North Devon’s first surfers tell their stories

The original gang of some of North Devon's first surfers - Bill Gliddon, Bob Powers, Paul Latham, Pete Sandy, Alan Kift, Steve Latham and Ozzie Gammon. The original gang of some of North Devon's first surfers - Bill Gliddon, Bob Powers, Paul Latham, Pete Sandy, Alan Kift, Steve Latham and Ozzie Gammon.

Tuesday, July 1, 2014
2:43 PM

The trailblazers of the region’s surf scene gather at the Museum of British Surfing to recall an image from their past.

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Pictured in this 1960s shot at Woolacombe of some of the first North Devon surfers are Brian Kettle, Barry Charlesworth, Ozzie Gammon, Mick Lock, Peter Sandy and one unknown surfer.Pictured in this 1960s shot at Woolacombe of some of the first North Devon surfers are Brian Kettle, Barry Charlesworth, Ozzie Gammon, Mick Lock, Peter Sandy and one unknown surfer.

PIONEERS of the North Devon surf scene got back together on Sunday at the Museum of British Surfing in Braunton to recreate an iconic image from their past.

Before surfing became a multi-million industry, the beaches of North Devon had hardly seen a board, but all that changed in the 1960s when a group of friends began tackling the waves with their ‘new-fangled Malibu boards and rubber suits’.

Their pictures and stories from the birth of modern surfing in the region form part of the museum’s new exhibition The First Wave, revealing the history of British surfing through the people who were there.

Alan Kift, 76, and Paul Latham, 83, could well have been the first in North Devon to own a surfboard, after spotting the craze in Newquay in 1963.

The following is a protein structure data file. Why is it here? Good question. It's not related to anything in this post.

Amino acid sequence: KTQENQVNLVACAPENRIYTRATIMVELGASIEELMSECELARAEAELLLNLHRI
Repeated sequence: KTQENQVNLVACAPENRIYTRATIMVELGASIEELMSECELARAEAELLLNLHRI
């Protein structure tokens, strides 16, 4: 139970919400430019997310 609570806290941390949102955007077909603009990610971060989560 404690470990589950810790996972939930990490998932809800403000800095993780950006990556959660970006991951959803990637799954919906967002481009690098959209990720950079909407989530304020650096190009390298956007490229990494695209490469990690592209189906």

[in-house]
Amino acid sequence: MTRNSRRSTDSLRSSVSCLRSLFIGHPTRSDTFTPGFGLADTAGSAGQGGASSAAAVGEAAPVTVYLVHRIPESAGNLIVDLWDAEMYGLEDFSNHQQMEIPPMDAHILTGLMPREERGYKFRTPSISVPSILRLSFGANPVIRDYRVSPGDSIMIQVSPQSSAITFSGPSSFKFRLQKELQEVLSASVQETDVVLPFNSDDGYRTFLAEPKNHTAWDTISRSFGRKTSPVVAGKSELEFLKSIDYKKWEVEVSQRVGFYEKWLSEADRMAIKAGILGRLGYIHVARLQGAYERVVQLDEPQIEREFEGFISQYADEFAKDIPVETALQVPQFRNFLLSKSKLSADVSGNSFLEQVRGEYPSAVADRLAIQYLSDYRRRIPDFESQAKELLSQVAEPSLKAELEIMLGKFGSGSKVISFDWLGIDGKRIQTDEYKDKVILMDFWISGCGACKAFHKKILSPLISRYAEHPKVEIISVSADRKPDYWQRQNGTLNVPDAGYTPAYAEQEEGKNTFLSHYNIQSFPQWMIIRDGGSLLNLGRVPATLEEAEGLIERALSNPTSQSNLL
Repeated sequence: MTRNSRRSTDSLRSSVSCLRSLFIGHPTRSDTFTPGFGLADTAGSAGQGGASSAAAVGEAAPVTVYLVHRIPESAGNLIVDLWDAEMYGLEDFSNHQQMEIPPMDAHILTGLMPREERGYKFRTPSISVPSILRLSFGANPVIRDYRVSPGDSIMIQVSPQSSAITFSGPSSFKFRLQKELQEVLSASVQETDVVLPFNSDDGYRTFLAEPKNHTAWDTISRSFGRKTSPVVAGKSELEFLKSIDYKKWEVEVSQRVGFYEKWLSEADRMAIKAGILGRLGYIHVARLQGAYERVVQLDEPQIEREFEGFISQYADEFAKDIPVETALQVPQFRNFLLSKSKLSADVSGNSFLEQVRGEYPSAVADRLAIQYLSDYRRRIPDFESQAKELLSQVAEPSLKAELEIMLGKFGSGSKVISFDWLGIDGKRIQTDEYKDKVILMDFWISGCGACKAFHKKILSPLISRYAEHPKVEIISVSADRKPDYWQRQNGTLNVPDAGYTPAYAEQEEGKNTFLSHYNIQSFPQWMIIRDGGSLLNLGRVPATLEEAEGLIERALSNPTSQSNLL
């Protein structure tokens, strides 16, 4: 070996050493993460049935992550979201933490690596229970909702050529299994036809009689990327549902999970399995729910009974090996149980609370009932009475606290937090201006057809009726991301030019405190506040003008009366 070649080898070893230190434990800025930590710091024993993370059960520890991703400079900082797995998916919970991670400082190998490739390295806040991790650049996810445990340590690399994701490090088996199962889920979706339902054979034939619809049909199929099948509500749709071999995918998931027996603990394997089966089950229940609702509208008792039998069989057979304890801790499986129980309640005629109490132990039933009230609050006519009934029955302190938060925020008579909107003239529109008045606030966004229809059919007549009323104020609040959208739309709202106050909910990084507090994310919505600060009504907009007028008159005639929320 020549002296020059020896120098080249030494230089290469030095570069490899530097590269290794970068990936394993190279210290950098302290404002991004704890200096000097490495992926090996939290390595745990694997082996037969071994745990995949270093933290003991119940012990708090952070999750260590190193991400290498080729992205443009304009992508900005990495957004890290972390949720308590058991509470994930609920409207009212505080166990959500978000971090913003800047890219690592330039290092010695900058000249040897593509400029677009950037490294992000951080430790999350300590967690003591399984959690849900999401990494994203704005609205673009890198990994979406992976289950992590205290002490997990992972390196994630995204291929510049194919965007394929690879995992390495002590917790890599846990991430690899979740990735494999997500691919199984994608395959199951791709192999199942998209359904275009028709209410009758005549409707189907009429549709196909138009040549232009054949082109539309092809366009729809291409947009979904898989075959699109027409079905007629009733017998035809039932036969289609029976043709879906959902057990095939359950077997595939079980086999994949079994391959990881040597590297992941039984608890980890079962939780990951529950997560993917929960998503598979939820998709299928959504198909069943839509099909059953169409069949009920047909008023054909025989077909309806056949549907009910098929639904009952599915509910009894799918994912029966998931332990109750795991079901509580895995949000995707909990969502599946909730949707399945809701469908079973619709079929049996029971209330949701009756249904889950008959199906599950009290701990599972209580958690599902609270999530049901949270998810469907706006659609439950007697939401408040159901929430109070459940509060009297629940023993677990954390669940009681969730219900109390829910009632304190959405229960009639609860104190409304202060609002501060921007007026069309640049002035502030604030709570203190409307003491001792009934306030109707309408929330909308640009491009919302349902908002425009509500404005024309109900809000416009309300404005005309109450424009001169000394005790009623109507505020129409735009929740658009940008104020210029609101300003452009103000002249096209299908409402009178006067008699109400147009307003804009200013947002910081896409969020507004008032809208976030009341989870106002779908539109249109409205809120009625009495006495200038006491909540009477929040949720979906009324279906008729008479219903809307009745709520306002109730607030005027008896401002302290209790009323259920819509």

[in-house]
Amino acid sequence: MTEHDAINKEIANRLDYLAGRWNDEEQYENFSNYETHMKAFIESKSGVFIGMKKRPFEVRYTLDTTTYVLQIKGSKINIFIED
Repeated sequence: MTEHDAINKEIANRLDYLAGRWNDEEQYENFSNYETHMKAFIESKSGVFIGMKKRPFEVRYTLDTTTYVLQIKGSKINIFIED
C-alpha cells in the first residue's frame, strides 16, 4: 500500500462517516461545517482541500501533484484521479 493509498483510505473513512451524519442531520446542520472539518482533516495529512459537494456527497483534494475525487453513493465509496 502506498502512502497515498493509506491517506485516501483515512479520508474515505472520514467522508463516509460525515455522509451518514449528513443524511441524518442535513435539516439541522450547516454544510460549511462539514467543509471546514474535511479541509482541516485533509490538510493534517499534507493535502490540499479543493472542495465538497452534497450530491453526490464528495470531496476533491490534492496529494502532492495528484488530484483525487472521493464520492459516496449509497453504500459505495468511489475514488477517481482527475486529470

Surfing in North Devon during the 1960s.Surfing in North Devon during the 1960s.

The Woolacombe Surf Life-saving Club members gathered together like-minded types such as Peter Sandy, Ozzie Gammon, Barry Charlesworth and Bob Powers, thought to be the first ever board shaper in North Devon.

“We wanted to work with the museum to add our knowledge about the first days of surfing in North Devon and to encourage as many people as possible to go along and find out more,” said Alan.

“Since we started surfing the turnover has grown and grown, so today it must be worth £15-20million for the local economy.”

Their recollections of those days have been recorded by The First Wave project and can be listened to at the museum through touch screen displays, alongside other forerunners and innovators of the British surf scene.

Pictures, surfboards and memorabilia from the heady days of the 1960s and even earlier can also be seen.

Peter Robinson at the museum said they were still keen to hear from anyone with surfboards from the time who would be willing to lend them to the exhibition.

The exhibition at the museum in Caen Street car park runs until December. If you have boards or memorabilia you’d like to share, call the museum on 01271 815155 or email contact@museumofbritishsurfing.org.uk.

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